It’s back to the future for Palm, which is dropping Microsoft’s Windows Mobile in favor of its own proprietary platform, webOS, unveiled earlier this year.
Palm CEO John Rubinstein reportedly told investors in a conference call on Thursday that the company wants to dedicate all of its future development resources to WebOS evolution.
Palm did not respond to the E-Commerce Times’ request for comment by this article’s deadline.
Palm has already sunk significant resources in webOS, which it introduced at the beginning of the year. Most significantly, it has released a software development kit and created a webOS development forum.
Another sign of Palm’s commitment to webOS: it’s recently unveiled Pixi smartphone will be offered on the platform. The Pixi is an important addition for Palm, which has been struggling to steady its financial ship primarily through sales of the Pre, which it launched in the U.S. in June.
Palm reported a loss of US$161.1 million for its first quarter of fiscal year 2010, which ended Aug. 28, 2009 — a quadruple decline from the same period last year, when it registered a $39.5 million loss.
It did not break out sales figures but said it shipped 823,000 smartphones in the quarter, with the “vast majority” Pre devices. Analyst estimates suggest that Palm shipped about 500,000 Pre units.
Palm’s revenue projections for the next quarter were less than analysts had expected.
The weaker forecast was in part due to lower anticipated demand for legacy products, the company said. Palm expects non-GAAP adjusted revenues to be between $240 million and $270 million, compared with the $344 million to $347 million expected by analysts.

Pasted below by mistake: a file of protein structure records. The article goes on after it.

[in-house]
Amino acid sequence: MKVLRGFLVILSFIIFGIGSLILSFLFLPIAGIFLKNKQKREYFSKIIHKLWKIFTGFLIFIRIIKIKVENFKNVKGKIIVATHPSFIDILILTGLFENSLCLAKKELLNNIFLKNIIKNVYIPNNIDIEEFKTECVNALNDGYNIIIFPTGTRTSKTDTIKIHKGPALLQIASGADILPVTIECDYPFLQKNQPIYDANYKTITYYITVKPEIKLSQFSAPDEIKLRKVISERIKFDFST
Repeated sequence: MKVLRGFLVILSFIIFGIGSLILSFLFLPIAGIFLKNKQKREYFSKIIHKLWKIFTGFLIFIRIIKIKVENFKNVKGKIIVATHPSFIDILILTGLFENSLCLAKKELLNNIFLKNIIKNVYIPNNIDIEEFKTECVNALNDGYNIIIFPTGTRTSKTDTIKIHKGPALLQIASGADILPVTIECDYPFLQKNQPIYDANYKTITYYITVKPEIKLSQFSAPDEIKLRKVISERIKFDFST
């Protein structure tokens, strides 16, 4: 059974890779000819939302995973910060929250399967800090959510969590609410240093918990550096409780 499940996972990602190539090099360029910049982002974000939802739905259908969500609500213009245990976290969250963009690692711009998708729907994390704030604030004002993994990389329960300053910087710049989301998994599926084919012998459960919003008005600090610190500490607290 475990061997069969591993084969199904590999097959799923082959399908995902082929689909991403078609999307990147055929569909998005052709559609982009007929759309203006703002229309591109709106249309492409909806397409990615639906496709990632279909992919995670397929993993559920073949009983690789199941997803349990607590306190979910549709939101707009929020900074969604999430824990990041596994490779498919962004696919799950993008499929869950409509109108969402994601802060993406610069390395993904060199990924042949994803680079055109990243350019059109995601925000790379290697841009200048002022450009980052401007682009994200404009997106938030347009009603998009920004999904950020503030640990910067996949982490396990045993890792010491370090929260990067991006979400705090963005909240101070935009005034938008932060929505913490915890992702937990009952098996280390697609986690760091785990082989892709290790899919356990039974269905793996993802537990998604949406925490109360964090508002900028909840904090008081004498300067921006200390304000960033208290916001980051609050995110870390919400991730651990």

The second half of the fiscal year, though, is expected to yield stronger operating performance, according to the guidance offered by Palm: Non-GAAP adjusted revenues for fiscal year 2010 are projected to be $1.6 billion to $1.8 billion.
Banking on webOS
All of these factors explain in part why the company is going back to its previous model of making devices for its own OS, said Greg Sterling of Sterling Market Intelligence.
“Their own OS is very strong, and there is no reason to continue to use Windows Mobile unless it is giving them a sales advantage — which it isn’t — or allowing them to diversify their offerings,” he told the E-Commerce Times.
Palm will also save on the licensing fees, Sterling added.
The decision may say as much about the Microsoft platform as it does about Palm’s strategic decision making.
“Microsoft has a challenge with Windows Mobile,” observed Sterling. “It needs to create a consumer identity in the marketplace for the platform. So far, Windows Mobile has been subordinate to what the carrier does.”
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